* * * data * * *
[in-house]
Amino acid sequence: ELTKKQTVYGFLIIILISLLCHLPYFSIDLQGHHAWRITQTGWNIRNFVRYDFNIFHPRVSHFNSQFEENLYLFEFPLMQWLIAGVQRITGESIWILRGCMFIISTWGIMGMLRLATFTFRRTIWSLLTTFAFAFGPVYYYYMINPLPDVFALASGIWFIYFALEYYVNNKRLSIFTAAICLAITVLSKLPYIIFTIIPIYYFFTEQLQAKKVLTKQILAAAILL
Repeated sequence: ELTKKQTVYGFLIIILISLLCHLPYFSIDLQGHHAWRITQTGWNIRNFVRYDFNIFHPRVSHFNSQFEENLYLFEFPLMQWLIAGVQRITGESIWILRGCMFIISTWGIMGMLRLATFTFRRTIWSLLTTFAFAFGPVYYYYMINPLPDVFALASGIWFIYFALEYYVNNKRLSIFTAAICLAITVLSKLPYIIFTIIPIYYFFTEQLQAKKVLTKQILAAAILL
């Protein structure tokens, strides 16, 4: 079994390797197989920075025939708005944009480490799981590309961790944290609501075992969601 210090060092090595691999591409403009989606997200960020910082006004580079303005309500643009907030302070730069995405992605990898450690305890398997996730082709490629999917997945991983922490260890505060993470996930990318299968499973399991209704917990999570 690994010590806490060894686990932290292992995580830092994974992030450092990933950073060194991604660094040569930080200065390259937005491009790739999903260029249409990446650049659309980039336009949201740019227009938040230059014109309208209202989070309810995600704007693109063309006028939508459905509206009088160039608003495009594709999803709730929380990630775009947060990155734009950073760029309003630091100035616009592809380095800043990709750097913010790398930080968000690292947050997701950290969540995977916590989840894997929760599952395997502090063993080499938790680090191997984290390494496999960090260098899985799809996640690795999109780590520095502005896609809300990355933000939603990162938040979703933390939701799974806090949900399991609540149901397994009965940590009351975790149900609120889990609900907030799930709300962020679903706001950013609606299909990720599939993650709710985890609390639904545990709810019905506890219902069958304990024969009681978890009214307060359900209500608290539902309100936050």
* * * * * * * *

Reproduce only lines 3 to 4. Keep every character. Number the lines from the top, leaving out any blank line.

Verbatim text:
Repeated sequence: ELTKKQTVYGFLIIILISLLCHLPYFSIDLQGHHAWRITQTGWNIRNFVRYDFNIFHPRVSHFNSQFEENLYLFEFPLMQWLIAGVQRITGESIWILRGCMFIISTWGIMGMLRLATFTFRRTIWSLLTTFAFAFGPVYYYYMINPLPDVFALASGIWFIYFALEYYVNNKRLSIFTAAICLAITVLSKLPYIIFTIIPIYYFFTEQLQAKKVLTKQILAAAILL
């Protein structure tokens, strides 16, 4: 079994390797197989920075025939708005944009480490799981590309961790944290609501075992969601 210090060092090595691999591409403009989606997200960020910082006004580079303005309500643009907030302070730069995405992605990898450690305890398997996730082709490629999917997945991983922490260890505060993470996930990318299968499973399991209704917990999570 690994010590806490060894686990932290292992995580830092994974992030450092990933950073060194991604660094040569930080200065390259937005491009790739999903260029249409990446650049659309980039336009949201740019227009938040230059014109309208209202989070309810995600704007693109063309006028939508459905509206009088160039608003495009594709999803709730929380990630775009947060990155734009950073760029309003630091100035616009592809380095800043990709750097913010790398930080968000690292947050997701950290969540995977916590989840894997929760599952395997502090063993080499938790680090191997984290390494496999960090260098899985799809996640690795999109780590520095502005896609809300990355933000939603990162938040979703933390939701799974806090949900399991609540149901397994009965940590009351975790149900609120889990609900907030799930709300962020679903706001950013609606299909990720599939993650709710985890609390639904545990709810019905506890219902069958304990024969009681978890009214307060359900209500608290539902309100936050």